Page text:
This section is from the book "Complete Self-Instructing Library Of Practical Photography", by J. B. Schriever. Also available from Amazon: Complete Self-Instructing Library Of Practical Photography.
The Lens Hood. A lens hood is useful to shield the lens from any light that may reflect from either side. Although it may not come within the angle of view it is likely to cause "flare" or "ghost" images through reflection in the lens. For this purpose prepare a small cardboard cone to fit over the lens barrel. It must be of sufficient size to exclude all reflected light. For the average lens a cone about 4 inches long and wide enough at the mouth to keep outside the angle of view, is sufficient. See Illustration No. 49.
Wet Weather. When working in wet weather a waterproof cover is necessary for the camera. Care must also be taken to keep moisture off the front of the lens. The lens may be wiped with a soft cloth kept for the purpose.
The Lens. Any lens may be employed for making night pictures. In fact the ordinary rapid rectilinear lens will answer every purpose and produce remarkably fine effects. The only advantage of a rapid lens is the decreased amount of exposure, but whatever lens may be employed the aperture best suited for work of this nature is F. 11 or U. S. 8. Where objects in the view are situated at considerable distance from each other it may be necessary to stop down to F. 16 or even F. 32. There is much less danger of halation if the lights which are included in the view are focused sharply.
Making Exposure. Where there is no necessity of closing the lens during the exposure, to avoid moving bright lights coming into the view and effecting the plate, the ordinary shutter may be employed. When photographing street scenes, automobile, street car or bicycle lights may suddenly enter in field of view. Where your camera is not fitted with an automatic shutter, you should then cover the lens with the cap, your hand, hat, or any other similar object. It is even possible to work without a shutter at all, simply withdrawing the slide from the plate holder and thus exposing the sensitive plate. Whenever an objectionable object comes within the field of view the slide of the holder may be placed in front of the lens until the light has disappeared; then, you may proceed with the exposure. When the so-called regular shutter is used, there is danger of moving the camera when resetting the shutter. Therefore, it is far better to work without a shutter than to run chances of having your results spoiled by moving the camera.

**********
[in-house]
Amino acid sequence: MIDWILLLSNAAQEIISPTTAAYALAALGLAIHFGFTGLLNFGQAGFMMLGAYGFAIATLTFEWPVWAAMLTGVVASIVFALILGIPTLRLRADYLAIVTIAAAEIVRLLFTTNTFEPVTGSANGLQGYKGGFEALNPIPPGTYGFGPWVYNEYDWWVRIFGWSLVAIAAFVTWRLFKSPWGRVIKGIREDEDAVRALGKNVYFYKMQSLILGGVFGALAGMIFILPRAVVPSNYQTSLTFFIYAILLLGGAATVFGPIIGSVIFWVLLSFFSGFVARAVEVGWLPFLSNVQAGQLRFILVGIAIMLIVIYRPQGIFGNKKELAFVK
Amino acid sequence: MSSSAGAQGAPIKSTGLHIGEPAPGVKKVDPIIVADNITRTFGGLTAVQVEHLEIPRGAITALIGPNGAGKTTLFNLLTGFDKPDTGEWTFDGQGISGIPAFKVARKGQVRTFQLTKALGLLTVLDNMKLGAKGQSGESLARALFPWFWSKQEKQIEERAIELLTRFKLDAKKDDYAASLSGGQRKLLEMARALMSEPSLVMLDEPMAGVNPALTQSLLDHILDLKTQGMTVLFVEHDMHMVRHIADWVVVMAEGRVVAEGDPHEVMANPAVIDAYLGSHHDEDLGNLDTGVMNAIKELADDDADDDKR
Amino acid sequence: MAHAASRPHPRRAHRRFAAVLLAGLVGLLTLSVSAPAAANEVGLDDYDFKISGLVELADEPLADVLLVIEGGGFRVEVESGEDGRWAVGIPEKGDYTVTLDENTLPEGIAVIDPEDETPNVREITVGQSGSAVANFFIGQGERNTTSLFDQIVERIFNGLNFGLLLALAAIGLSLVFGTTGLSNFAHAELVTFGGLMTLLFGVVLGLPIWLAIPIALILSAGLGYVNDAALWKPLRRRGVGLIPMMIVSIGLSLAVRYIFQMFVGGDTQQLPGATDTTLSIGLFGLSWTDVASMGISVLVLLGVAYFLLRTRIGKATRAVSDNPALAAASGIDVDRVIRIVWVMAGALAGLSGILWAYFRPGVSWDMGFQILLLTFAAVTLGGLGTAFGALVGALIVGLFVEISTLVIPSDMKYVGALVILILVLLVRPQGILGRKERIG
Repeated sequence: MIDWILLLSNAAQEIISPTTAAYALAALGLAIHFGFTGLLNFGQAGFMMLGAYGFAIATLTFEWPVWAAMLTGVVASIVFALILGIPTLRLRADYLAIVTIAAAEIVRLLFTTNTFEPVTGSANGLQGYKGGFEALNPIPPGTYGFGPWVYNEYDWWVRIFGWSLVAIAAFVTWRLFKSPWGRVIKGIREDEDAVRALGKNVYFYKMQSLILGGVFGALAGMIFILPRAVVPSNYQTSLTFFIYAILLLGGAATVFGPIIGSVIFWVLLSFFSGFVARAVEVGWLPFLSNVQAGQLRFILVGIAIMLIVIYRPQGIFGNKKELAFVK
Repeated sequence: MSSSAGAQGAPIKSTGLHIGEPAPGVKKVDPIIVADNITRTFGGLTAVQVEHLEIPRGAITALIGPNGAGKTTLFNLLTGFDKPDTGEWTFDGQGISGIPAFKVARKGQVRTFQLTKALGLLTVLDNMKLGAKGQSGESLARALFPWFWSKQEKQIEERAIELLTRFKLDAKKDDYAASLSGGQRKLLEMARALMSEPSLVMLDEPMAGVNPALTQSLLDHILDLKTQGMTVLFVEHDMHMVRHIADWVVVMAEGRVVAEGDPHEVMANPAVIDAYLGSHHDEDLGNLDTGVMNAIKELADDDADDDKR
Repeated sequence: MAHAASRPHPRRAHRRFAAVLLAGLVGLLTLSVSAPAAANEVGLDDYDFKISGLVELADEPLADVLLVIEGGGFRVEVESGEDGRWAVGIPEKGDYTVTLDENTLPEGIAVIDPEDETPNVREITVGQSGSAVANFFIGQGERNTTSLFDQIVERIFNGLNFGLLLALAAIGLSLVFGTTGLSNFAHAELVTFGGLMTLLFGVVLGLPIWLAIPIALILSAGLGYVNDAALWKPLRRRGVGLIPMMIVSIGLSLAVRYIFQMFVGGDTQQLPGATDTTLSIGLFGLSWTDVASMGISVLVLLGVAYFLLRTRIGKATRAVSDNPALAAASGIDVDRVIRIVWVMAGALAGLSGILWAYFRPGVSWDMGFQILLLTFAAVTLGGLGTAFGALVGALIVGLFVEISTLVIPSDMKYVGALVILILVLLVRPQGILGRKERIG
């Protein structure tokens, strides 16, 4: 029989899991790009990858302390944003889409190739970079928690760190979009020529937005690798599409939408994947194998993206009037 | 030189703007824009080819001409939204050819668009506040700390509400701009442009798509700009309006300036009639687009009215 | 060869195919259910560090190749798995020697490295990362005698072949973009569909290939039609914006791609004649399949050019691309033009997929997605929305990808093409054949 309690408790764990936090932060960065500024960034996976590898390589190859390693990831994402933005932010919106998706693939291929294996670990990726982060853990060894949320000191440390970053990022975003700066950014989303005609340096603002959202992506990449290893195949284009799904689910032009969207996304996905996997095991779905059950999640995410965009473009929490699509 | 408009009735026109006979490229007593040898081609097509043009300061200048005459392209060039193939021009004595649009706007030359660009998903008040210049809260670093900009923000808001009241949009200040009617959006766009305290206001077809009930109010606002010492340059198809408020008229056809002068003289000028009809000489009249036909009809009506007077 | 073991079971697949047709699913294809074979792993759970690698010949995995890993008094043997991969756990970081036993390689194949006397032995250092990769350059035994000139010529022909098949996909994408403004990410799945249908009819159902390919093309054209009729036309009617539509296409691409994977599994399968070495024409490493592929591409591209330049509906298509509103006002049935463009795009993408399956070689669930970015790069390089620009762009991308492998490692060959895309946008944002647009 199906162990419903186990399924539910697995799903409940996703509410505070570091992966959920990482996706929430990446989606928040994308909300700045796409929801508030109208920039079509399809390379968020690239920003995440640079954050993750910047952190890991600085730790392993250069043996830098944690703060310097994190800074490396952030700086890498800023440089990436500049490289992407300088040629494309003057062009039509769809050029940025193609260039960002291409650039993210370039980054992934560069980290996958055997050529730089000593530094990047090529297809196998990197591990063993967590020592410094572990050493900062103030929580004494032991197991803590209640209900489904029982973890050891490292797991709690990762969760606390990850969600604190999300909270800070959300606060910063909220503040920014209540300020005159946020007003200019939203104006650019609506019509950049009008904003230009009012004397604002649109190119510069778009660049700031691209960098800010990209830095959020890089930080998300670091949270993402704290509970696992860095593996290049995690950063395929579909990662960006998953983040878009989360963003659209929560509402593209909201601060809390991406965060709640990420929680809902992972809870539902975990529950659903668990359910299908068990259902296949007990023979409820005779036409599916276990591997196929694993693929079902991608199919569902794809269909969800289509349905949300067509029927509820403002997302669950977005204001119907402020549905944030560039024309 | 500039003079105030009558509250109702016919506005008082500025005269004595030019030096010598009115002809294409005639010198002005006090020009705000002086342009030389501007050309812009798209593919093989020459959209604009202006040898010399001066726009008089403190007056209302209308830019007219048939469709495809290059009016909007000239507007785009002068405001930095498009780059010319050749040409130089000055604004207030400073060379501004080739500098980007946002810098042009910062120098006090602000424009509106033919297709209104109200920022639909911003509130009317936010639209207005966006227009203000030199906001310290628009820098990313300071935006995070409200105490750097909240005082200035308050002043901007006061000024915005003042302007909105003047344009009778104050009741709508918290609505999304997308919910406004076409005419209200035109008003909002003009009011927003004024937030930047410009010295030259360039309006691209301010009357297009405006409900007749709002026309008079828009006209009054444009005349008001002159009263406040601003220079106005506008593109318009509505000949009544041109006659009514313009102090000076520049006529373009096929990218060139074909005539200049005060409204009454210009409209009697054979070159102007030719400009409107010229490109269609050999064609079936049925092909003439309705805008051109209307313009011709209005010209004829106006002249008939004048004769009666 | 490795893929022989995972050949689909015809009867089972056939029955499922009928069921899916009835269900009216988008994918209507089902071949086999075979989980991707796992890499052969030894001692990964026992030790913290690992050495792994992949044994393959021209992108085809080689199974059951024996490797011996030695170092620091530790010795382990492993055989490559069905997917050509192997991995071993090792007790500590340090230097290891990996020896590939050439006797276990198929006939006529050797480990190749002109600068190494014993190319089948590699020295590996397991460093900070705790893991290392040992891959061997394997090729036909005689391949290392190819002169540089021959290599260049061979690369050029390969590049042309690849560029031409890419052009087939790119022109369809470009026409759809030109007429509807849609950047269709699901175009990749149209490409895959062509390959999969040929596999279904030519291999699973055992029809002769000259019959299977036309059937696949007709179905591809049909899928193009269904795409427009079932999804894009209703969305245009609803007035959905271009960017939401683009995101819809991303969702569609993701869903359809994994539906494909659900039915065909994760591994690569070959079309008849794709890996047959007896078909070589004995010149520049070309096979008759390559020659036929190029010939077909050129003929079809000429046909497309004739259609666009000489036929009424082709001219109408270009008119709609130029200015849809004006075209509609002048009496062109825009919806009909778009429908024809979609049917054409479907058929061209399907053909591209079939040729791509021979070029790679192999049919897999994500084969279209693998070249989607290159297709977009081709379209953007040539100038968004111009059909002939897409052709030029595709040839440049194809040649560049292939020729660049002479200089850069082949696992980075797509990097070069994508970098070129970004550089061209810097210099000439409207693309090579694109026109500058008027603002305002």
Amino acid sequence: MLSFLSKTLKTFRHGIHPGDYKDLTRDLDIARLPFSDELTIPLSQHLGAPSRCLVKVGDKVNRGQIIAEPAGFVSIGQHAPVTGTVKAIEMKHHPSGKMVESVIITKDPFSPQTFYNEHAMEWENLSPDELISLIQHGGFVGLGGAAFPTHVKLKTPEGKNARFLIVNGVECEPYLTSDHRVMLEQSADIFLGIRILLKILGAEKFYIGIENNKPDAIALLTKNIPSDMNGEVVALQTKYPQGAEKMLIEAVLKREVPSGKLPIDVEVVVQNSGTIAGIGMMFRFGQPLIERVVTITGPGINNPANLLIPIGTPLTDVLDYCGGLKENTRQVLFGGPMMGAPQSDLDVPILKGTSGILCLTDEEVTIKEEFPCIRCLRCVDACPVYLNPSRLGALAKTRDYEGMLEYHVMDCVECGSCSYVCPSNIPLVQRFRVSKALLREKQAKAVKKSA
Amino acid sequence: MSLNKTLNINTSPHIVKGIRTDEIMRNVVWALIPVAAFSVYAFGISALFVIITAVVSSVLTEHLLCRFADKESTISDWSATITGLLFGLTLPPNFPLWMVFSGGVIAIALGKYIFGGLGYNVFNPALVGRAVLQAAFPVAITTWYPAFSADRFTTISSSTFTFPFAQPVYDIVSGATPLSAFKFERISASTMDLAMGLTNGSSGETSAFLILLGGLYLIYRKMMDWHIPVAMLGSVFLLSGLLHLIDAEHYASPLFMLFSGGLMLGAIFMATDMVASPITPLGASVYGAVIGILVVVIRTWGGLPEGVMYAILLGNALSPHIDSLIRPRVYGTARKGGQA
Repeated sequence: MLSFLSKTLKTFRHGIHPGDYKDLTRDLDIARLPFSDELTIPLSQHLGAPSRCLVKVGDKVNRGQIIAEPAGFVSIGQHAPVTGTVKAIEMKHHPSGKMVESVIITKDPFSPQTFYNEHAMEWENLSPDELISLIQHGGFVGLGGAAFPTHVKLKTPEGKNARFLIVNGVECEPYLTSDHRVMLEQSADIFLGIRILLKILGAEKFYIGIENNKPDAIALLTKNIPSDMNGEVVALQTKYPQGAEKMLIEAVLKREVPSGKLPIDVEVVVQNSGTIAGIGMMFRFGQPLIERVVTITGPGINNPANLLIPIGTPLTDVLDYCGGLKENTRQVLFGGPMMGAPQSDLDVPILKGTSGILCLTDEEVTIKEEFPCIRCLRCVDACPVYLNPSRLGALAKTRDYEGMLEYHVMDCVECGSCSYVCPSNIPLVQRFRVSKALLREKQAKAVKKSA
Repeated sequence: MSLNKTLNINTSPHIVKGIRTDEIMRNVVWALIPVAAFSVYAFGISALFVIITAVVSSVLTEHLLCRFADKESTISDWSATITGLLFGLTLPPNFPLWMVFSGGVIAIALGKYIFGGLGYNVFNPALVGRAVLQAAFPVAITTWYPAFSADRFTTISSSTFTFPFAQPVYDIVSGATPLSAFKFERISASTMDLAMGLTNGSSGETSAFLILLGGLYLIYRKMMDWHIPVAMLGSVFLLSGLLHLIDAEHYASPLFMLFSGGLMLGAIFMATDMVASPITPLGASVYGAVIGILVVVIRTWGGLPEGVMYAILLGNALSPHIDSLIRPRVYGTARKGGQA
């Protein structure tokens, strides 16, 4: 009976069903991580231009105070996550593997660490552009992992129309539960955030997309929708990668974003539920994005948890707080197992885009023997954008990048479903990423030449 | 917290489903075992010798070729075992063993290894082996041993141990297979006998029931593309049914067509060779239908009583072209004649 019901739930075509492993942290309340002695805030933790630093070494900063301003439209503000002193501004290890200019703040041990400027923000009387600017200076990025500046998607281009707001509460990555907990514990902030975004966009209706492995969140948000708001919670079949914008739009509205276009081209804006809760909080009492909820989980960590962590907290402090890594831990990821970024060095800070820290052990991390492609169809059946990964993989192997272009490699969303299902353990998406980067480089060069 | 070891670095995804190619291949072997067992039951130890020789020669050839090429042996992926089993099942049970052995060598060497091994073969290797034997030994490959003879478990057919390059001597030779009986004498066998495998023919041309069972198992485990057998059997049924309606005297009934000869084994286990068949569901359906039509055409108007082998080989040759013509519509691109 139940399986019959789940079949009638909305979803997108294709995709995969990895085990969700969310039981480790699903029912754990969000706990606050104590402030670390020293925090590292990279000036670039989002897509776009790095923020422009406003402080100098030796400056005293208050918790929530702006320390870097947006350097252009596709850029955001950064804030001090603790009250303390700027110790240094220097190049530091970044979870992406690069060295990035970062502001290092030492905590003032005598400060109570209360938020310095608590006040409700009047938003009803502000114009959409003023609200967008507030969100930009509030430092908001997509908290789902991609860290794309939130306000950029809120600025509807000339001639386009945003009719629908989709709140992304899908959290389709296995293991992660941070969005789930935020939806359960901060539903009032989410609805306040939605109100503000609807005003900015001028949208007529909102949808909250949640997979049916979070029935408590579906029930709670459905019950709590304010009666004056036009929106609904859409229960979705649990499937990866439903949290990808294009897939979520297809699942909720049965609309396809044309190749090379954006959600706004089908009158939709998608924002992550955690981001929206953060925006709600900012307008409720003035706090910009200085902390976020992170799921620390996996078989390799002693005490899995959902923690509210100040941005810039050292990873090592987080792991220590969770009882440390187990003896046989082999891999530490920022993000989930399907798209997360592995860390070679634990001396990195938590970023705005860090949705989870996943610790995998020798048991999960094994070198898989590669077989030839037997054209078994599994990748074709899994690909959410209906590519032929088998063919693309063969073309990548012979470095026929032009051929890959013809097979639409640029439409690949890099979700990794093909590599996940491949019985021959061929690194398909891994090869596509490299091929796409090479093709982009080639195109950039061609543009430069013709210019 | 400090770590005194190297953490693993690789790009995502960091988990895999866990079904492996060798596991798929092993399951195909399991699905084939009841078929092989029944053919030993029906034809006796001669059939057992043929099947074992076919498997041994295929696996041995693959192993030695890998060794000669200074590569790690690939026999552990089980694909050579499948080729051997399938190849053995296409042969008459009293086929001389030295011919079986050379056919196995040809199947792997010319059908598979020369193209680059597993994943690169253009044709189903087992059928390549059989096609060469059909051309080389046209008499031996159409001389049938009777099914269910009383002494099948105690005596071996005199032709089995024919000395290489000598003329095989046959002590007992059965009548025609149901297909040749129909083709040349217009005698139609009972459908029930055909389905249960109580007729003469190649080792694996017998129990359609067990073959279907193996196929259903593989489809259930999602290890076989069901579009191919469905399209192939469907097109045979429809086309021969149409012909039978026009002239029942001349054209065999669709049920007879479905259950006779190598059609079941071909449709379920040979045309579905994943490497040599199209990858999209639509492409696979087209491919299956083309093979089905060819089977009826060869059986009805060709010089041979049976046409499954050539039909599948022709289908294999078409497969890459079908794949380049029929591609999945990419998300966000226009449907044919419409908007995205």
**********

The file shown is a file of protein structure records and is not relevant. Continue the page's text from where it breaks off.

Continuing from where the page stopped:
Plates For Night Photography. The quicker the plate the better, although any plate, fast or slow, may be employed. It is advisable to use a double coated non-halation or backed plate. A slight amount of halation is really necessary for pictorial purposes, except when enlarging is resorted to, for then the halation magnifies with the enlargement.
Selection Of Point Of View. In choosing the point of view there are certain things which should not be overlooked. In the first place, the nearest and brightest light; whether it is objectionable, and if so, how to avoid it. It goes without saying that you should photograph street scenes at a time in the evening when all of the stores are illuminated. As the ordinary figures which move about on the streets will not affect your working, it is advisable to make exposures as early in the evening as possible, for then you will be sure that all of the lights will be burning. Lights from electric cars, automobiles, bicycles, and other forms of similar traffic should be watched for, and whenever they enter the field of view immediately cap the lens or place some object in front of the lens, so that the bright lights will not effect the sensitive plate. If these lights appear and the lens is left open, the plate will be crossed by numerous black lines, which will look like scratches, or telegraph wires.